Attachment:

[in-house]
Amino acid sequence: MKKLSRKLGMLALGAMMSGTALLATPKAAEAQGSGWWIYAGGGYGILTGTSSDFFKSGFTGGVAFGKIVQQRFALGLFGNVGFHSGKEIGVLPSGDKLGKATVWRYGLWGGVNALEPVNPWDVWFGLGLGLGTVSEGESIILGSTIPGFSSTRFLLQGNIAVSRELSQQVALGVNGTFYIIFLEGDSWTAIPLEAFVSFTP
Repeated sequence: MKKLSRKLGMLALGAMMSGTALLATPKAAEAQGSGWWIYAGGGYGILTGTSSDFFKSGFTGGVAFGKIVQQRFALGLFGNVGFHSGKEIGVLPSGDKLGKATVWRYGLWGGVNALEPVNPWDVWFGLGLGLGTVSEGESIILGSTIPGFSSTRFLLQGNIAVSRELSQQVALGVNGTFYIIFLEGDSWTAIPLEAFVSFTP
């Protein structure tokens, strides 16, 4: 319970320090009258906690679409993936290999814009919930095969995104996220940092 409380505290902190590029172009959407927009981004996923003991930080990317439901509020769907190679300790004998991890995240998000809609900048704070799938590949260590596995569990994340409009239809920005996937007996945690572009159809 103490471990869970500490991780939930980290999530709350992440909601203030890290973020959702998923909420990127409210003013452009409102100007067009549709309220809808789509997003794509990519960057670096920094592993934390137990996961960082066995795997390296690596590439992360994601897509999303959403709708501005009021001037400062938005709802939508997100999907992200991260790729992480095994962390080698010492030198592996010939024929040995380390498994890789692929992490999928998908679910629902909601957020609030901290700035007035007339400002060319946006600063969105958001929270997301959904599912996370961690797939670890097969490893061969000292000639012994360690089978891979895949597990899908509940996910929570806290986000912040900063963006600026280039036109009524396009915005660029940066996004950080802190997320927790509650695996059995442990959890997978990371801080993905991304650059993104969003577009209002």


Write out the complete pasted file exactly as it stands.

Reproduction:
[in-house]
Amino acid sequence: MKKLSRKLGMLALGAMMSGTALLATPKAAEAQGSGWWIYAGGGYGILTGTSSDFFKSGFTGGVAFGKIVQQRFALGLFGNVGFHSGKEIGVLPSGDKLGKATVWRYGLWGGVNALEPVNPWDVWFGLGLGLGTVSEGESIILGSTIPGFSSTRFLLQGNIAVSRELSQQVALGVNGTFYIIFLEGDSWTAIPLEAFVSFTP
Repeated sequence: MKKLSRKLGMLALGAMMSGTALLATPKAAEAQGSGWWIYAGGGYGILTGTSSDFFKSGFTGGVAFGKIVQQRFALGLFGNVGFHSGKEIGVLPSGDKLGKATVWRYGLWGGVNALEPVNPWDVWFGLGLGLGTVSEGESIILGSTIPGFSSTRFLLQGNIAVSRELSQQVALGVNGTFYIIFLEGDSWTAIPLEAFVSFTP
């Protein structure tokens, strides 16, 4: 319970320090009258906690679409993936290999814009919930095969995104996220940092 409380505290902190590029172009959407927009981004996923003991930080990317439901509020769907190679300790004998991890995240998000809609900048704070799938590949260590596995569990994340409009239809920005996937007996945690572009159809 103490471990869970500490991780939930980290999530709350992440909601203030890290973020959702998923909420990127409210003013452009409102100007067009549709309220809808789509997003794509990519960057670096920094592993934390137990996961960082066995795997390296690596590439992360994601897509999303959403709708501005009021001037400062938005709802939508997100999907992200991260790729992480095994962390080698010492030198592996010939024929040995380390498994890789692929992490999928998908679910629902909601957020609030901290700035007035007339400002060319946006600063969105958001929270997301959904599912996370961690797939670890097969490893061969000292000639012994360690089978891979895949597990899908509940996910929570806290986000912040900063963006600026280039036109009524396009915005660029940066996004950080802190997320927790509650695996059995442990959890997978990371801080993905991304650059993104969003577009209002």